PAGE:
Saturday, 2 February 2008

Personal Outsourcing - Google v Microsoft+Yahoo?

By the time you read this on Monday morning you will be positively sick of reading about Microsoft's $44.6b bid for Yahoo. All the articles have focussed on search; pointing out how Microsoft (and indeed Yahoo) lag behind Google and how this is a 'catch-up' move for Microsoft. Then the articles talk about advertising revenues with the same conclusion. Bluntly, I think that this misses the main point.

In Microsoft spends big to catch Google in the Telegraph on Saturday, my friend David Mitchell from Ovum got closer to my view:

But for David Mitchell, senior vice-president of IT Research at Ovum, there is another reason for Mr Ballmer's swoop - to protect Microsoft Office's dominance.
Within a few years, Mr Mitchell predicts Google's nascent word processing and spreadsheet applications - hosted on its own servers - could be good enough to challenge Office.
"Rather than spend a few hundred bucks on Microsoft Office, businesses could get Google applications either for a small fee or for free via an advertising-supported model.
"Yahoo!'s subscriber base is bigger than MSN's, giving Microsoft a distribution channel plus online engineering capability to improve its own Office Live offerings [a direct rival to Google's], to stop what could be the long-term undermining of a profitable revenue stream by Google."

But even this doesn't go far enough.

There is a major revolution going on in computing. I've written about it so many times that readers must be bored by now. I have been trying hard to find a term that embraces SaaS, Web 2.0, social networking, my "Martini Moment meets my MobiTop" etc. On Friday, I went to lunch with Guy Hains who runs CSC in EMEA. Being one of the biggest outsourcing companies in the world, he neatly encapsulated all of these things in the term Personal Outsourcing. (I haven't heard that term applied to IT before and I'm sure I will use it again. Might even, in time, claim it as my own!!!)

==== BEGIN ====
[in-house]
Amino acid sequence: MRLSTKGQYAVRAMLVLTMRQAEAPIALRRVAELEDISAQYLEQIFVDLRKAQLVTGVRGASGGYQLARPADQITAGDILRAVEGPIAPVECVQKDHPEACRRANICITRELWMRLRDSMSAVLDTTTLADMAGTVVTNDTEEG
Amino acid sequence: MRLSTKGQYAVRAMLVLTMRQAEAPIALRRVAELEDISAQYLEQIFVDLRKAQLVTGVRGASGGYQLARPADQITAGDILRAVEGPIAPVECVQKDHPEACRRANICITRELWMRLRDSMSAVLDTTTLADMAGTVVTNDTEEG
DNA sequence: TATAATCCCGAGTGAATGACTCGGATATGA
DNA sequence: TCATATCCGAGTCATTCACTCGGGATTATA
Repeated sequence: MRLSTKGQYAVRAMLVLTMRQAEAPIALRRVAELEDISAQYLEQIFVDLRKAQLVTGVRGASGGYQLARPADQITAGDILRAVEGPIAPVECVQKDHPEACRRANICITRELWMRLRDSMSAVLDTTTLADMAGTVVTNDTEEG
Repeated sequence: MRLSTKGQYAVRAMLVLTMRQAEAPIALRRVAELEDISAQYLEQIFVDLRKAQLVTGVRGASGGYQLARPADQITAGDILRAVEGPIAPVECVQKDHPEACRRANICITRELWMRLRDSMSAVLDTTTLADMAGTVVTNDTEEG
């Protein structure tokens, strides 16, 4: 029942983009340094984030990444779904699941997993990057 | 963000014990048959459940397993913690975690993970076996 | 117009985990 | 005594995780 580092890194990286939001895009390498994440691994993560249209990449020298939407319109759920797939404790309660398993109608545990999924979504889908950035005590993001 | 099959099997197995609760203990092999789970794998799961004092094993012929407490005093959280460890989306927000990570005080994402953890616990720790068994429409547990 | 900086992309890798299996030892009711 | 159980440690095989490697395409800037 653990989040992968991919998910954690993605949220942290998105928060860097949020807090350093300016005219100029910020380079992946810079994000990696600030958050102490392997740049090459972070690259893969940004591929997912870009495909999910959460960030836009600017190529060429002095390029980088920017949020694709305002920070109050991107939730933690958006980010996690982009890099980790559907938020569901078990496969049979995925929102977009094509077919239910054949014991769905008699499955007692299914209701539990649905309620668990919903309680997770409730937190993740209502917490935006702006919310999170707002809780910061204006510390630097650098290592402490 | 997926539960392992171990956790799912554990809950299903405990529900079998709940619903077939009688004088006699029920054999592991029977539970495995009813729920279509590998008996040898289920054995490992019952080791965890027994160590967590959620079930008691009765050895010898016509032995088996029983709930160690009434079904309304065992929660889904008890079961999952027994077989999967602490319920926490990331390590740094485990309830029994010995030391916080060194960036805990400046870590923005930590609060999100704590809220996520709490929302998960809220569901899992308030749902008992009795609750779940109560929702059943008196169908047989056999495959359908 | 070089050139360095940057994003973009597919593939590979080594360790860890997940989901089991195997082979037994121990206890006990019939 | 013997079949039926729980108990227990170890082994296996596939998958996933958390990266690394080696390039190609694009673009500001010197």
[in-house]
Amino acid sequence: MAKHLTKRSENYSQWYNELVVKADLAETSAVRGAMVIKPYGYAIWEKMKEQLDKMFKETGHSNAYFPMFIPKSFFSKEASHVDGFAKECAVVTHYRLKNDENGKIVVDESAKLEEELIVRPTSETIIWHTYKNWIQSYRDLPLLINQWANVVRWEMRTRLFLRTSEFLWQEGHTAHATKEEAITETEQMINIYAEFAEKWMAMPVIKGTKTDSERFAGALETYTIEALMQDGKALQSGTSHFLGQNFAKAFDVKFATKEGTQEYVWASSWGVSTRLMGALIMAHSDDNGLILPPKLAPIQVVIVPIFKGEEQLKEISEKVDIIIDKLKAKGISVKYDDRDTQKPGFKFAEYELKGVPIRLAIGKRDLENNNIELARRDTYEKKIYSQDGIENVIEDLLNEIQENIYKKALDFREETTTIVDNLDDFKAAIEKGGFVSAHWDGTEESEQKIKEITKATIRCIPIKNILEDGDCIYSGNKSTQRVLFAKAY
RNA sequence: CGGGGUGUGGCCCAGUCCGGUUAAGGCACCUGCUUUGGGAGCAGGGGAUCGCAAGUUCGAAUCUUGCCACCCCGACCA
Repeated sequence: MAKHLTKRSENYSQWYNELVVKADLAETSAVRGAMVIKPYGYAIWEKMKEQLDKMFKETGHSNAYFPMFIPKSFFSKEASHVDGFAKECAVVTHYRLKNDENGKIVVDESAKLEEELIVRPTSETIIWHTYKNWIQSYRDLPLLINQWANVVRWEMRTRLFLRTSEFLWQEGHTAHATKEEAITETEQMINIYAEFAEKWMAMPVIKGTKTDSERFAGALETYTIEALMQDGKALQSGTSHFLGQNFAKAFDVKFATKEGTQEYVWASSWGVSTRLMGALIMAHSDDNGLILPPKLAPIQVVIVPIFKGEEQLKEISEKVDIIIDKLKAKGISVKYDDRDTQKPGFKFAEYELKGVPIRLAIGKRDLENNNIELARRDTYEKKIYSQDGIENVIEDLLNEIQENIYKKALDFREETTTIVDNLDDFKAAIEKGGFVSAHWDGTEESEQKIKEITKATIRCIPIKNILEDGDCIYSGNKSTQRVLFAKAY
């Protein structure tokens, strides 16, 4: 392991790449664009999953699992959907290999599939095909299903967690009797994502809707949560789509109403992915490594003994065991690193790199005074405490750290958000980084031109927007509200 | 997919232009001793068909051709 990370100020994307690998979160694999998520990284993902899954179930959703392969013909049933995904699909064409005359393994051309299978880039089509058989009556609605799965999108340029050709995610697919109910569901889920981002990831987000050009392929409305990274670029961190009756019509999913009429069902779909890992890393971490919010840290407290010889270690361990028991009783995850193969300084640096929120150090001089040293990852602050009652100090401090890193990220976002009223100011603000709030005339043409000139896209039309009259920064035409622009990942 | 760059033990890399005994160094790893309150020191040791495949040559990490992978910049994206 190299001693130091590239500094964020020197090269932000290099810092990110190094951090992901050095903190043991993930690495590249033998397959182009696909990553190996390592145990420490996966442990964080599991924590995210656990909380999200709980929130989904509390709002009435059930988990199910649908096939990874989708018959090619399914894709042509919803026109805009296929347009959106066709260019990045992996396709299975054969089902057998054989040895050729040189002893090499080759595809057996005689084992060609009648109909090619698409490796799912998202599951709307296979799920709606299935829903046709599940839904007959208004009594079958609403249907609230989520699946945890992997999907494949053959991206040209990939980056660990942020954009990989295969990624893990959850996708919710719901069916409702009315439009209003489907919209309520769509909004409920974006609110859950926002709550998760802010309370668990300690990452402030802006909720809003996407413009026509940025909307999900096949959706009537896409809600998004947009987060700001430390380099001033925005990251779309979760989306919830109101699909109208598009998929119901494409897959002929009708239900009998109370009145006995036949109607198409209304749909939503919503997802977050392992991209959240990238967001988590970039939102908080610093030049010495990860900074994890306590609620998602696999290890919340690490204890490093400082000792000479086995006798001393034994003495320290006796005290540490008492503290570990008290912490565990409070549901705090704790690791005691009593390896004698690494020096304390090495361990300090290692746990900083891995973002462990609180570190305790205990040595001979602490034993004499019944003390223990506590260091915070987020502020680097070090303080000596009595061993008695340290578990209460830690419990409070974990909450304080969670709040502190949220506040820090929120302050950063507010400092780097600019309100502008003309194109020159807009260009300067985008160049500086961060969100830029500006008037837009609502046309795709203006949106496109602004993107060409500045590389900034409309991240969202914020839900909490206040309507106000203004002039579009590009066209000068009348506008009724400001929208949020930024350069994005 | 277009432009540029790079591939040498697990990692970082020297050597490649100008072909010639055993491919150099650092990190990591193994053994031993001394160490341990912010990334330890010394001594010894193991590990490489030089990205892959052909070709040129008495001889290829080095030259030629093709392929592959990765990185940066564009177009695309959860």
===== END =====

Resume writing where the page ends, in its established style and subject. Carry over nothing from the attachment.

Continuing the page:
The winners in the upcoming revolution are the companies that control Personal Outsourcing. Currently, Google seems the most likely front runner in Personal Outsourcing, with its investment in data centres, Google Apps and even in bidding for mobile spectrum. If that turns into ownership of that space (just as Google 'owns' search) Microsoft's business model is adversely affected. Gates and Balmer know that only too well. Maybe they think that winning Yahoo will enable them to be one of the main players in that space. It's probably too late to build it all from scratch.

Will it work?

Dislodging Google in search is going to be a major problem; akin to dislodging the Apple iPod in MP3s. Combining the #2 amd #3 in search does not make you #1 - something that HP found out to their cost when they acquired Compaq.

Yahoo is a real mishmash of businesses. I use Yahoo Finance every day but I've never used anything else. Whereas I know what Google might do in Personal Outsourcing, I'm less sure what Yahoo brings to that party.

On top of that, I've spent decades saying that BIG acquisitions in our sector basically don't work. This is rather neatly illustrated by almost every newspaper saying that the previous biggest acquisition in the sector was Time Warner and AOL - and look what a disaster that was! But it gets worse. The more the companies rely on people (rather than products or assets) the higher still the chance of failure. The more differences there are in 'people culture' the chances of failure rise still further.

This is a fight for the long term survival of Microsoft. Microsoft has owned our desktops for over 20 years. The fight now is "Who will own Personal Outsourcing?". I have great doubts that Microsoft buying Yahoo will help them much in that all-important battle.

Footnote - Re my post last week - 2008 The Year to be Boring? - I'd like to remove my reference to Microsoft. If they succeed in winning Yahoo, they will have become far to 'risky' for such an accolade!

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